By Rochelle La Mont & Kenric Nilsson
has long been a symbol of technical precision and excellence. When watching Will Smith cruising along the futuristic highways of tomorrow in I, Robot, it all seemed a bit more believable as he was behind the wheel of an Audi.

Audi, like many automobile manufactures, is adapting to rising gas prices by developing mor e economic fuel efficient vehicles. Rubert Stadler, chairman of the board of management, went on record to state, “Ecology & Economy in harmony: For this we have to find the correct balance in every area of mobility.”

Audi is taking the pitfalls that are facing the environment and automobile manufactures' responsibility as a potential contributing factor seriously. While still in the early development stage, Audi is planning to release their “E” line. Five cars, the E-one through five respectively, are very different beasts. The Audi E1 is a compact electric vehicle while the Audi E5 is to be a mid-engined sports car. Ranging from electric, diesel, hybrid, to the light weight sports car, the unifying feature that keeps this diverse family together is low environmental impact and fuel efficiency. Rumors are that the Audi E1 may emerge this year, and the whole line should be on the market by 2014.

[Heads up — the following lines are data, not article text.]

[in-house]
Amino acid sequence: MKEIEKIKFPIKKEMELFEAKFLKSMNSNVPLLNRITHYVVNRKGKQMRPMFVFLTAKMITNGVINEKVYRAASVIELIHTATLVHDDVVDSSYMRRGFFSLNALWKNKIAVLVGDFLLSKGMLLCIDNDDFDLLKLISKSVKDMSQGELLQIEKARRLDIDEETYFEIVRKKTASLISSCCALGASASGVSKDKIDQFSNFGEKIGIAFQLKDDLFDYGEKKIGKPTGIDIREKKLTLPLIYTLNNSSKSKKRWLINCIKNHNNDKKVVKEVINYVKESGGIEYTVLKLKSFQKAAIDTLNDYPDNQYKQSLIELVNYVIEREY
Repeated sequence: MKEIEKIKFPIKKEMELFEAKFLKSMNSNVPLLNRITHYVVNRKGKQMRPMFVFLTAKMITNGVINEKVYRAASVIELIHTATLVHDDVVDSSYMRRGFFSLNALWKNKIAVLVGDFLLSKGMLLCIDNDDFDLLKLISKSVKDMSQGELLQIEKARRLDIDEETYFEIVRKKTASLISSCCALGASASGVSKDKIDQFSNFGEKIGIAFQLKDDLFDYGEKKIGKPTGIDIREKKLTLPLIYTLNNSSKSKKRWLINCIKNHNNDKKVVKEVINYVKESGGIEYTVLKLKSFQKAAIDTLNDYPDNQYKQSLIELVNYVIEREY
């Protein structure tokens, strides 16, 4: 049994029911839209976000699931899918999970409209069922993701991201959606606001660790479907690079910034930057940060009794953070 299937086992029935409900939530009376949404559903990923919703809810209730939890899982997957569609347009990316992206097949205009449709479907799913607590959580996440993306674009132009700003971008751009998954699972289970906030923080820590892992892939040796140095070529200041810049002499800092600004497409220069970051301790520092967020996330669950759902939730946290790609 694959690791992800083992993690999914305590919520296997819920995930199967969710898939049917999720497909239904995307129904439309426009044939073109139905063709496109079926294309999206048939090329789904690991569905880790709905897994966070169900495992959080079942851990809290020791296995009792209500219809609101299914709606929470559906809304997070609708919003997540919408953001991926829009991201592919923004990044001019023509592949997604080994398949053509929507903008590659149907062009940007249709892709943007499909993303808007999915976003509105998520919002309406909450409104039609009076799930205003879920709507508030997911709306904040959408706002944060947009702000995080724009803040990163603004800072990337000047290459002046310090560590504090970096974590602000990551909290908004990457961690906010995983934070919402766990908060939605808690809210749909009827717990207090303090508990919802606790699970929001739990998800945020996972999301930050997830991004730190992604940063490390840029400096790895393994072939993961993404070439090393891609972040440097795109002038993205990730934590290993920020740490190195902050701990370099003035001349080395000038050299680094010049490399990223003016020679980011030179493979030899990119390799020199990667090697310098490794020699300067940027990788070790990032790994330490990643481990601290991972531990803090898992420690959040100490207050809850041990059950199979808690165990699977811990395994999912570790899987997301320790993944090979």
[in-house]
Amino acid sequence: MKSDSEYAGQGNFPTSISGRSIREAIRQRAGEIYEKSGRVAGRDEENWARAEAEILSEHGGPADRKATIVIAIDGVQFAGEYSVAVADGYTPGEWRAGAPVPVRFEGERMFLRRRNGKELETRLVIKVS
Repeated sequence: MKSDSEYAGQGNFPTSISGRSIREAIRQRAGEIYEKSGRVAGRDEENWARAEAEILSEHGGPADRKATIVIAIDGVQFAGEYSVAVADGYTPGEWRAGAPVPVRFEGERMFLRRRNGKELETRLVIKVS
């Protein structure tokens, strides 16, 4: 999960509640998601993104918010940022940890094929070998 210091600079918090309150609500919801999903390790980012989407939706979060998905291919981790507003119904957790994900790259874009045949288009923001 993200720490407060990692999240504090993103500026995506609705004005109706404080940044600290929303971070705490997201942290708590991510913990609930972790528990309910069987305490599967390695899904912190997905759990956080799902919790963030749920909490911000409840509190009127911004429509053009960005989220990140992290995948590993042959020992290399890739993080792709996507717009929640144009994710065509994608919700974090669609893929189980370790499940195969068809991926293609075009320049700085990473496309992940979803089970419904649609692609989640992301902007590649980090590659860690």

Like a handful of other car manufactures, Audi is looking to hydrogen powered vehicles as the alternative fuel horizon we are, hopefully, sailing towards. In the interim, Audi is looking to methane created from hydrogen to be a form of fuel they term “e-gas”. A complex process which involves the methanation of hydrogen by electrolysis creates this new form of fuel. The electricity used to convert the hydrogen will be fed back into the grid. Audi is creating a fleet of wind turbines offshore in the North Sea in order to replenish the energy taken from the grid. Excess e-gas is pumped into an underground gas network as a way to store energy for any number of uses. It is worth mentioning that this entire process is contained so as no gas escapes into the atmosphere in the process of creating this new form of fuel. To take full advantage of this e-gas, Audi is primed to release the A3 TCNG in 2013. This new vehicle is not some flaccid nondescript eco-vehicle but rather a turbo-charged sleek looking sedan that Captain Planet would be proud to drive. The problem with any new form of fuel is, of course, infrastructure. If e-gas distribution is limited to handful of gas stations one's shiny new A3 TCNG would only be limited to a small radius. Audi has gracefully sidestepped this shortcoming by allowing the A3 TCNG to run on conventional fuel as well as their new e-gas, giving Audi time to build up and expand the infrastructure.

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